Japan's economic growth was revised sharply higher in the first quarter, data on Monday showed, indicating the economy is in better shape than anticipated to weather a rise in the country's consumption tax.
Japan's economy grew 1.6 percent in the January-March period from the previous quarter, revised up from a preliminary 1.5 percent expansion due to faster growth in capital expenditure.
That translated into annualized growth of 6.7 percent, up from an initial reading of a 5.9 percent rise and above market expectations for a 5.6 percent rise.
"The real surprise in first-quarter numbers is the strength of capex (capital expenditure)," said HSBC Japan Economist Izumi Devalier.
"We knew that consumption was going to be very strong going into the tax hike but what's really encouraging for stock markets is the fact that businesses are becoming more enthusiastic about investing domestically," she added.
Japan raised its consumption tax to 8 percent from 5 percent on April 1 and a spending spree before that tax hike boosted economic activity.
"We are expecting quite a sharp pullback this quarter, close to about 5 percent given how strong the first-quarter numbers were," Devalier said.
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"But I think the good news is that April and May indicators don't show as big a plunge as expected. I think it's still too early to tell how strong the rebound will be in the third quarter, but I think Japan will be able to avert the long-contraction that hit the economy in 1997," she added, referring to the last time Japan hiked its sales tax.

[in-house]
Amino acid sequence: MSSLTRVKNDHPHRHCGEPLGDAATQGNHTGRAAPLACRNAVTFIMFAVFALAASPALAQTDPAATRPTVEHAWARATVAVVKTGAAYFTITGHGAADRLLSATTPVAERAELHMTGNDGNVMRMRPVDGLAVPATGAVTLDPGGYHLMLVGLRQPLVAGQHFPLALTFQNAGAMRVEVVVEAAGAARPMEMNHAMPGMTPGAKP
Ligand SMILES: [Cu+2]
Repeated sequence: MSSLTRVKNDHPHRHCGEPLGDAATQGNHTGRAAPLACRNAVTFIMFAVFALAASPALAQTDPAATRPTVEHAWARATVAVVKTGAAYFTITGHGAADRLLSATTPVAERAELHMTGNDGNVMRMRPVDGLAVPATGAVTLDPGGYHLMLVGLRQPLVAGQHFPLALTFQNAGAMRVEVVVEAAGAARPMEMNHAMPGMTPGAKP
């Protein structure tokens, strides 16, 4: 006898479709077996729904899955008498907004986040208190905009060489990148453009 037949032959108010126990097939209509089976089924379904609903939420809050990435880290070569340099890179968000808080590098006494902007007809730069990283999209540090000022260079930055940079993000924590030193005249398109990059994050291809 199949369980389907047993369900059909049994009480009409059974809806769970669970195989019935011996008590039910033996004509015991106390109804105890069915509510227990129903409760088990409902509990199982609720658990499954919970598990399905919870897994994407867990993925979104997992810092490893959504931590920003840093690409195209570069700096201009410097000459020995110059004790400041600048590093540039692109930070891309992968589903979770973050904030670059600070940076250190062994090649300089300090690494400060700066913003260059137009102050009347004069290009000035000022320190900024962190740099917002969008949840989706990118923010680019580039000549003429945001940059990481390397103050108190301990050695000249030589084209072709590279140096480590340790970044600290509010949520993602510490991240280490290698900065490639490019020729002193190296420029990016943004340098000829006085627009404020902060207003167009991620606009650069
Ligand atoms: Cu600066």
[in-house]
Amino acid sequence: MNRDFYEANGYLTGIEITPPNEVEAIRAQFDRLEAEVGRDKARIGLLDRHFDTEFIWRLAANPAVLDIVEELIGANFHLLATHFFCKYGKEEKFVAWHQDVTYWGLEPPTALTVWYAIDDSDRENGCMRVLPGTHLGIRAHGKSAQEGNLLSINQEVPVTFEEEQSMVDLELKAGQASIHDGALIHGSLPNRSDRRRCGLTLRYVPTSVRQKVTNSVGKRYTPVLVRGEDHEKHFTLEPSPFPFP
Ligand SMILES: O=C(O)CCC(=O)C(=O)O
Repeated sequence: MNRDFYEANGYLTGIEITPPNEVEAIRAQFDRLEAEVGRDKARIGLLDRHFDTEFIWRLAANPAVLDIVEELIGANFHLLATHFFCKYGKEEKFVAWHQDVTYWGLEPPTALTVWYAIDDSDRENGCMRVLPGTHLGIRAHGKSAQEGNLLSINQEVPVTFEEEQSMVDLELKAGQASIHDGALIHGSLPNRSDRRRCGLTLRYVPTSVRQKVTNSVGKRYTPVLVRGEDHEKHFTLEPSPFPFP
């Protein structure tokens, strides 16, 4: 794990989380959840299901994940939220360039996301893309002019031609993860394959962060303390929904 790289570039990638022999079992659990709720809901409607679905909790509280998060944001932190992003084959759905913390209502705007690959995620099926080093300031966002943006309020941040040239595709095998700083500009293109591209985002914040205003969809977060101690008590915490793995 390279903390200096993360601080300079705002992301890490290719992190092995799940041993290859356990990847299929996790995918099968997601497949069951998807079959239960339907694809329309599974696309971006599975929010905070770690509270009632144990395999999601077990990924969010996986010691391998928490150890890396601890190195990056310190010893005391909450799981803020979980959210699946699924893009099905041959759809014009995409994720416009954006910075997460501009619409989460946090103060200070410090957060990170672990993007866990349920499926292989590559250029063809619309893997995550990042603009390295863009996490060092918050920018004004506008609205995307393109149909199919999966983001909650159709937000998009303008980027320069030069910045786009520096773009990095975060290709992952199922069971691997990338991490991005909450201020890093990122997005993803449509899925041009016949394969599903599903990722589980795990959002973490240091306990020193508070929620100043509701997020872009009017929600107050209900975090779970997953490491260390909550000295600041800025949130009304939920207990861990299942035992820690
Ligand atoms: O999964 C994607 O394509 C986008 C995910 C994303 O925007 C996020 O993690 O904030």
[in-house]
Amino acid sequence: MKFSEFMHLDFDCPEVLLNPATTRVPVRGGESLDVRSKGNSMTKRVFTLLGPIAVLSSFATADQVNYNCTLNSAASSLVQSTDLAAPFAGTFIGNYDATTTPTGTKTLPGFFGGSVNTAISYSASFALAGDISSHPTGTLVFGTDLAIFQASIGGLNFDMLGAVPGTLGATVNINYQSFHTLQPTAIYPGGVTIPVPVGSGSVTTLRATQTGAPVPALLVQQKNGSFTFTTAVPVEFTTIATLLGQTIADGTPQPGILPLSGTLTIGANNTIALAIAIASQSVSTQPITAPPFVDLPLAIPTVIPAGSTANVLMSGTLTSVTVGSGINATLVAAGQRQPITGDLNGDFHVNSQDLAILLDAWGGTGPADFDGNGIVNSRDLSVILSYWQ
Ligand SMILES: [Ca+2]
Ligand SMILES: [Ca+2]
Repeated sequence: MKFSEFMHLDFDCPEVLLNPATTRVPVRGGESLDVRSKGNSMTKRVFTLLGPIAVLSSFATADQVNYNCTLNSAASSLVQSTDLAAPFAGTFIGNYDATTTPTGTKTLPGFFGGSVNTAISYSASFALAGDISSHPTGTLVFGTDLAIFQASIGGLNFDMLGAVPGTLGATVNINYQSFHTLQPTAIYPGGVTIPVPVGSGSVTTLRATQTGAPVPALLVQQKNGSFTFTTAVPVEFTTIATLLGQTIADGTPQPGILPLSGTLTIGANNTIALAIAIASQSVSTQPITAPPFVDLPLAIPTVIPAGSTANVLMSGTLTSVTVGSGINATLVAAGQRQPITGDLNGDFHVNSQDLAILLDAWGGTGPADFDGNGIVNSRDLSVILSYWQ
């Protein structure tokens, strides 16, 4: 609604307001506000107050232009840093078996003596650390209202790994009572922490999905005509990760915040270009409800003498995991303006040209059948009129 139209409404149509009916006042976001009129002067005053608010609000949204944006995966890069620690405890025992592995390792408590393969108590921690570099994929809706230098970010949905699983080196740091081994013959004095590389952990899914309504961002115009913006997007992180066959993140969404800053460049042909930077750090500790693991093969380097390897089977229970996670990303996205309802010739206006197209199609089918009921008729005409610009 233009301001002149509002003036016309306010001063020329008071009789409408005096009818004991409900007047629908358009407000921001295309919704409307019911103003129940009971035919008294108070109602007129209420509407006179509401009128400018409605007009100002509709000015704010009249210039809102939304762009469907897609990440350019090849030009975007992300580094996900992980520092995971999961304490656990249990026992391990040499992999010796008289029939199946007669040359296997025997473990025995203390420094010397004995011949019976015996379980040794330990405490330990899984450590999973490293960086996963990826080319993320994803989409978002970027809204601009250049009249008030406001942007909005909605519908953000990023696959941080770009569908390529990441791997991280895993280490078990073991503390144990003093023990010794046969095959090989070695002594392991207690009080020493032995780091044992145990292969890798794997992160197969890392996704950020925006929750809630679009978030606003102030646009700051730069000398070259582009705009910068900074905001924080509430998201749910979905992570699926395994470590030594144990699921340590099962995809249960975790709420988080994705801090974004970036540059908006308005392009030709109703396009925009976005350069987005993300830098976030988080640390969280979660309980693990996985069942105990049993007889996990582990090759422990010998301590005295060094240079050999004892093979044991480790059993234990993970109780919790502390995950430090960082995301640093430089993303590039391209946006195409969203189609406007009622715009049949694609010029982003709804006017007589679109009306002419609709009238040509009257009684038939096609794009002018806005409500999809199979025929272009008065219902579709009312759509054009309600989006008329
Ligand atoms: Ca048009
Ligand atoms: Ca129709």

Analysts at Mizuho Corporate Bank said the upward revision to the GDP data suggested investment demand is picking up.
The 6.7 percent annualized rise in Japan's GDP puts it well ahead of most of its peers in the developed world. The U.S. economy contracted at a 1.0 percent annual rate in the first quarter as severe weather took a toll, while the euro zone grew just 0.9 percent.
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Japan's benchmark Nikkei stock index meanwhile rose to its highest level in three months in early Monday trade, bolstered by the GDP data.
"I think there's no doubt that things in Japan are improving but I do feel that we hold Japan to impossible standards," Jeremy O'Friel, managing director at Belmont Investments, told CNBC.
"Namely we know that there's two ways an economy can grow - productivity increases or population growth. From 1945 to the next 40 years, Japan achieved incredible things because of these two factors," he said.
"But the two factors have worked against them for the past 25-30 years. [So] when people talk about the Japanese recovery, I sometimes feel they are comparing it to the 1970s and 80s," O'Friel added.
Separate data released on Monday, showed Japan's current account surplus stood at 187.4 billion yen ($1.83 billion) in April against a median forecast in a Reuters poll for a 322.5 billion yen surplus. It was the third consecutive month of surpluses.